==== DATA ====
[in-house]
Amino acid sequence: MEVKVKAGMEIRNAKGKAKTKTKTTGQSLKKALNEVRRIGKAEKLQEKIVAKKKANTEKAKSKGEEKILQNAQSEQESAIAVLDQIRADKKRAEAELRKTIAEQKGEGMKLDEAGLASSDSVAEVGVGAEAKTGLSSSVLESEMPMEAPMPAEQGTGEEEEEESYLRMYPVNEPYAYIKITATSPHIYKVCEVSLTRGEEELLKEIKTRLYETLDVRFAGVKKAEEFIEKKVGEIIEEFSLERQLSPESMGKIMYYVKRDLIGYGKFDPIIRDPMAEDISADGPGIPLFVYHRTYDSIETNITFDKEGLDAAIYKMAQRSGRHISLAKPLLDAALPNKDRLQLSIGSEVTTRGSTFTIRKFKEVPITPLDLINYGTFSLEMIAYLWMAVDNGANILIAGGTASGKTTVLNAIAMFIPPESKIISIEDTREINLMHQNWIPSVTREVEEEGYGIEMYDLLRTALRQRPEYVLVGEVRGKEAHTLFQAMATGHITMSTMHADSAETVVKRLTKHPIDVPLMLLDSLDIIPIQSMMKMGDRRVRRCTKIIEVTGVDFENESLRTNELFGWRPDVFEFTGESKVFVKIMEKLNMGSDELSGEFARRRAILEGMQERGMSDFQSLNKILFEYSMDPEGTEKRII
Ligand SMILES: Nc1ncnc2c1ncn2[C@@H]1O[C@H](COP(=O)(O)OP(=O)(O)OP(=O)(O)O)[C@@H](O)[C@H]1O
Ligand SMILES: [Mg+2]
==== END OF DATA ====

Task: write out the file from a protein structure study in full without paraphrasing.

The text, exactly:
[in-house]
Amino acid sequence: MEVKVKAGMEIRNAKGKAKTKTKTTGQSLKKALNEVRRIGKAEKLQEKIVAKKKANTEKAKSKGEEKILQNAQSEQESAIAVLDQIRADKKRAEAELRKTIAEQKGEGMKLDEAGLASSDSVAEVGVGAEAKTGLSSSVLESEMPMEAPMPAEQGTGEEEEEESYLRMYPVNEPYAYIKITATSPHIYKVCEVSLTRGEEELLKEIKTRLYETLDVRFAGVKKAEEFIEKKVGEIIEEFSLERQLSPESMGKIMYYVKRDLIGYGKFDPIIRDPMAEDISADGPGIPLFVYHRTYDSIETNITFDKEGLDAAIYKMAQRSGRHISLAKPLLDAALPNKDRLQLSIGSEVTTRGSTFTIRKFKEVPITPLDLINYGTFSLEMIAYLWMAVDNGANILIAGGTASGKTTVLNAIAMFIPPESKIISIEDTREINLMHQNWIPSVTREVEEEGYGIEMYDLLRTALRQRPEYVLVGEVRGKEAHTLFQAMATGHITMSTMHADSAETVVKRLTKHPIDVPLMLLDSLDIIPIQSMMKMGDRRVRRCTKIIEVTGVDFENESLRTNELFGWRPDVFEFTGESKVFVKIMEKLNMGSDELSGEFARRRAILEGMQERGMSDFQSLNKILFEYSMDPEGTEKRII
Ligand SMILES: Nc1ncnc2c1ncn2[C@@H]1O[C@H](COP(=O)(O)OP(=O)(O)OP(=O)(O)O)[C@@H](O)[C@H]1O
Ligand SMILES: [Mg+2]